Chinese President Xi Jinping shakes hands with North Korean leader Kim Jong Un during their meeting in Pyongyang. Xi departed the North Korean capital on June 21. (CCTV/AFP/Getty Images)

Chinese President Xi Jinping departed Pyongyang on Friday after an elaborate two-day summit in which he encouraged North Korean leader Kim Jong Un to pursue economic development and a political solution to tensions on the Korean Peninsula, Chinese state media reported.

The visit, marked by cheering crowds, dancing children and what Kim described as “the joy of incomparable joy,” was Xi’s first state visit to North Korea. It ended just days before the Chinese leader is set to meet with President Trump during a Group of 20 Summit in Japan.

Some political analysts have interpreted the timing of Xi’s Pyongyang visit as a possible attempt to gain leverage over the United States in a tense trade dispute, though China’s Foreign Ministry this week dismissed that theory as “overthinking.”

The Trump administration’s attempts to persuade North Korea to give up its nuclear weapons program stalled earlier this year after a failed summit.

Both Xi and Kim alluded to the United States during their talks this week, with Xi offering China’s support for a political solution to the clash between Washington and Pyongyang, according to Chinese news agency Xinhua.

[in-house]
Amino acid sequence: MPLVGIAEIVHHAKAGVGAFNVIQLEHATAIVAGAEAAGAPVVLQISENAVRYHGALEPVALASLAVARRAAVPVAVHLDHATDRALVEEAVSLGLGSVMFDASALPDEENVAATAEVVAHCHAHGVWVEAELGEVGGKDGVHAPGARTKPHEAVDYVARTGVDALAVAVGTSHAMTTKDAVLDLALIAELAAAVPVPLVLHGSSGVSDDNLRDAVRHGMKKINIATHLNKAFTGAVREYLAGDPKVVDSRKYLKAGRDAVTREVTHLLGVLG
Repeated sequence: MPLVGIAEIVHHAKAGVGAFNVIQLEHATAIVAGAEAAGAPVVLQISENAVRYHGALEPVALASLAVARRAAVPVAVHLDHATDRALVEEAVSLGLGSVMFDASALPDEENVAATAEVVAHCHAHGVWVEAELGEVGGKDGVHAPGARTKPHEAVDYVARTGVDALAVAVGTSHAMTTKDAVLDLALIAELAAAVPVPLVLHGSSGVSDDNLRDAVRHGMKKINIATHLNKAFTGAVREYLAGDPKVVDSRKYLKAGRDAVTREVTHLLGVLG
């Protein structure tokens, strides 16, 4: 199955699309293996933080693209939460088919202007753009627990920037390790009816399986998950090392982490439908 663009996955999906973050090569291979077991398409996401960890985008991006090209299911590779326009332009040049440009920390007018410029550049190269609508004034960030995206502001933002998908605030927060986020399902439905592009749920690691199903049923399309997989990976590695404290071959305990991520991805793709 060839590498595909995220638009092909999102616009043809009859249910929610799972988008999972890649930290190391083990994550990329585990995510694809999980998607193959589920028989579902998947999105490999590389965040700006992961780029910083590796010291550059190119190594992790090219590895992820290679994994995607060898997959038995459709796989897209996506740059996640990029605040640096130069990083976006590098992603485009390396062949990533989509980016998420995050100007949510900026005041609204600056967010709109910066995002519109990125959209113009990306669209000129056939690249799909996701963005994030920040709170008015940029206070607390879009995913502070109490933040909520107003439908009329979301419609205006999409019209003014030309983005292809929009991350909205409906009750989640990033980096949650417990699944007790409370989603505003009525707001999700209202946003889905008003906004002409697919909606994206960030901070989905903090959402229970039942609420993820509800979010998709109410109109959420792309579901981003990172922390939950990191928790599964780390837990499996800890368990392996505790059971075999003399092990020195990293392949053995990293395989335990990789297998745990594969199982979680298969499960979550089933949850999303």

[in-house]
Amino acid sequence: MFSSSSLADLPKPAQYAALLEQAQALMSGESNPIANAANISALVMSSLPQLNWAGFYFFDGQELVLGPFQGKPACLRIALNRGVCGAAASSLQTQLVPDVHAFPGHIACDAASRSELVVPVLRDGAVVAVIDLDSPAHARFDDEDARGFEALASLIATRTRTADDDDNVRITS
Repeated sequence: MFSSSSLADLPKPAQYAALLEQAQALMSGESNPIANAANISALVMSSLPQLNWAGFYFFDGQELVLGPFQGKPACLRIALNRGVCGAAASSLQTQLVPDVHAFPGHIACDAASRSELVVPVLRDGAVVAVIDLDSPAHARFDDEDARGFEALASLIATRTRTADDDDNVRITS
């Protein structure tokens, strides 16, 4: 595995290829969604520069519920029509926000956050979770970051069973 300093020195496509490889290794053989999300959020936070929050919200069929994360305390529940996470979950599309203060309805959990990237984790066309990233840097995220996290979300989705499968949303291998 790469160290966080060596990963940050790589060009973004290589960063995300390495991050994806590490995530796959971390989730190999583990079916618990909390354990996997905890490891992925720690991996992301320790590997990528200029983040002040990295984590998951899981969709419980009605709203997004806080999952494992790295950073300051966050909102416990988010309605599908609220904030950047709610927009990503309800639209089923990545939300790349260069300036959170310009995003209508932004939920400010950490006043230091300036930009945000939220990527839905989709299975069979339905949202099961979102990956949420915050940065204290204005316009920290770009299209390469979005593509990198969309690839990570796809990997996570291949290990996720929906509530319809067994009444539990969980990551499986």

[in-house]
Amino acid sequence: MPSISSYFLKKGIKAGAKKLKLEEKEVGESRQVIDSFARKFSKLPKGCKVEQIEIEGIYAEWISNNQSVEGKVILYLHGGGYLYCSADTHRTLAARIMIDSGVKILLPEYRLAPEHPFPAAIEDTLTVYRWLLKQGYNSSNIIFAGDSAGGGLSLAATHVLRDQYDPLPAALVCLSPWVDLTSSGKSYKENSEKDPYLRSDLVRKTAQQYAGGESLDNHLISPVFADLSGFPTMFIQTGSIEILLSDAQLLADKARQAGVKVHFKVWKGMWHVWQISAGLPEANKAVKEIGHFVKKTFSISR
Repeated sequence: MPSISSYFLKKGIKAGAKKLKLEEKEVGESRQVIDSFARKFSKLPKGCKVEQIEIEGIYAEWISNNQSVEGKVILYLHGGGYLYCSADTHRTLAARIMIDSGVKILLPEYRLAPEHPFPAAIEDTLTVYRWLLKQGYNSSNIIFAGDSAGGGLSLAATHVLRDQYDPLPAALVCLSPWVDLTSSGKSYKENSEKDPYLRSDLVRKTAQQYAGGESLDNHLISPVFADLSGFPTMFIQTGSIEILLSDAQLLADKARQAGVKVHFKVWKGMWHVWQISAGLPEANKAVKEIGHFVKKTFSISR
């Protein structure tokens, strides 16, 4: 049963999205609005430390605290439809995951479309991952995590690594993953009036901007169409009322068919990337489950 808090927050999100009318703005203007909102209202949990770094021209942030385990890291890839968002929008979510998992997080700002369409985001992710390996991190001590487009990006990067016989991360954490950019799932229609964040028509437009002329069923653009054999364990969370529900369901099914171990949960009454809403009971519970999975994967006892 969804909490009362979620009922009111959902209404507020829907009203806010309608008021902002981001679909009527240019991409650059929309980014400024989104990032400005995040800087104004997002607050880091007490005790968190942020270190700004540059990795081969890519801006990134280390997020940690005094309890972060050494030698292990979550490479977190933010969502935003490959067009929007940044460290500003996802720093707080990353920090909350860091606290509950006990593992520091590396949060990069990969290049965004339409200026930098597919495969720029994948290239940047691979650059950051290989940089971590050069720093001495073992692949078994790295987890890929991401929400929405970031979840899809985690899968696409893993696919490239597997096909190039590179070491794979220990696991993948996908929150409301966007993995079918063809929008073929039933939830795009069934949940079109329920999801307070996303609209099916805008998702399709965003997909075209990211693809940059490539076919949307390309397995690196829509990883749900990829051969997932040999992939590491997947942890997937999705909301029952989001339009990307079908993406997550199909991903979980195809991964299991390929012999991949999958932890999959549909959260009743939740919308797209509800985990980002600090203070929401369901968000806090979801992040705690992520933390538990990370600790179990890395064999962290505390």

Kim said North Korea had taken many steps to avoid tensions but has not received positive responses from “the party concerned,” Xinhua reported, in an apparent reference to the United States. Kim added that North Korea is willing to stay patient, Xinhua said.

Xi also touched on North Korea’s ailing economy, a source of concern to China given their shared border. Beijing wants to avoid a total economic breakdown in the neighboring country and an influx of refugees, according to the U.S. Council on Foreign Relations.

In a speech at a banquet Thursday night, Xi said Pyongyang had “initiated a new strategic line of economic development and improving people’s livelihoods,” and pledged to support both countries’ “common prosperity,” Xinhua reported.

Following the banquet, Xi and his wife, Peng Liyuan, and Kim and his wife, Ri Sol Ju, watched a fireworks show and then a large calisthenics and art performance at the 100,000-seat May Day Stadium, where the audience rose “in thunderous applause and cheers,” Xinhua said.

Behind the stage, a giant LED screen projected slogans, including: “A true camaraderie of trust, an unbreakable friendship unshaken in any storms.” During a dance performance by North Korean children, the screen changed to “Grandpa Xi, so happy to see you!” in Chinese characters.

North Korean orchestras performed patriotic songs, including “Without the Communist Party, There Would Be No New China,” as well as several folk songs that Chinese first lady Peng Liyuan, a professional singer, covered in her albums.

The show ended with another round of fireworks.

“Wherever Xi went, he could feel that China and North Korean peoples are truly as close as family,” Xinhua said.

Lyric Li in Beijing contributed to this report.